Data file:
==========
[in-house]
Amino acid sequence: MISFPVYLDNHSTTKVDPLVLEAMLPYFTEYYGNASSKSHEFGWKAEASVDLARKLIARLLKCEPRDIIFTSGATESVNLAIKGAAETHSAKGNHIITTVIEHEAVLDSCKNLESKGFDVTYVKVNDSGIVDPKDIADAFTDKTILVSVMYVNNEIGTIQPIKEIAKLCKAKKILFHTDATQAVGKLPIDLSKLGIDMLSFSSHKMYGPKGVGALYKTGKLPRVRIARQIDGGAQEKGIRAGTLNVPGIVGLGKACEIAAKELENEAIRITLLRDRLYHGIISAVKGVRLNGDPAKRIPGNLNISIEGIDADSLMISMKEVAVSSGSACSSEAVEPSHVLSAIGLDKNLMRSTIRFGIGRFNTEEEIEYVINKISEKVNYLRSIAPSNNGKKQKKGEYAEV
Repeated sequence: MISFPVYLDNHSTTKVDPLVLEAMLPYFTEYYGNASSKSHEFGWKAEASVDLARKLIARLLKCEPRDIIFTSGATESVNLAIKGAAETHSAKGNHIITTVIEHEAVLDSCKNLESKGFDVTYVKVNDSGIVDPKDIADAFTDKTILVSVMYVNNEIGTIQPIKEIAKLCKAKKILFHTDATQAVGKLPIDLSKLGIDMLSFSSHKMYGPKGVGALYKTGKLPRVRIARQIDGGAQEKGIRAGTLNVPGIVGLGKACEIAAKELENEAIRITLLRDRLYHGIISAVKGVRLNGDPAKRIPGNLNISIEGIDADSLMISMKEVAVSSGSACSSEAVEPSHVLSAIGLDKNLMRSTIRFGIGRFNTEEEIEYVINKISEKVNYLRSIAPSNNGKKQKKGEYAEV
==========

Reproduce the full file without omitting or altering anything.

[in-house]
Amino acid sequence: MISFPVYLDNHSTTKVDPLVLEAMLPYFTEYYGNASSKSHEFGWKAEASVDLARKLIARLLKCEPRDIIFTSGATESVNLAIKGAAETHSAKGNHIITTVIEHEAVLDSCKNLESKGFDVTYVKVNDSGIVDPKDIADAFTDKTILVSVMYVNNEIGTIQPIKEIAKLCKAKKILFHTDATQAVGKLPIDLSKLGIDMLSFSSHKMYGPKGVGALYKTGKLPRVRIARQIDGGAQEKGIRAGTLNVPGIVGLGKACEIAAKELENEAIRITLLRDRLYHGIISAVKGVRLNGDPAKRIPGNLNISIEGIDADSLMISMKEVAVSSGSACSSEAVEPSHVLSAIGLDKNLMRSTIRFGIGRFNTEEEIEYVINKISEKVNYLRSIAPSNNGKKQKKGEYAEV
Repeated sequence: MISFPVYLDNHSTTKVDPLVLEAMLPYFTEYYGNASSKSHEFGWKAEASVDLARKLIARLLKCEPRDIIFTSGATESVNLAIKGAAETHSAKGNHIITTVIEHEAVLDSCKNLESKGFDVTYVKVNDSGIVDPKDIADAFTDKTILVSVMYVNNEIGTIQPIKEIAKLCKAKKILFHTDATQAVGKLPIDLSKLGIDMLSFSSHKMYGPKGVGALYKTGKLPRVRIARQIDGGAQEKGIRAGTLNVPGIVGLGKACEIAAKELENEAIRITLLRDRLYHGIISAVKGVRLNGDPAKRIPGNLNISIEGIDADSLMISMKEVAVSSGSACSSEAVEPSHVLSAIGLDKNLMRSTIRFGIGRFNTEEEIEYVINKISEKVNYLRSIAPSNNGKKQKKGEYAEV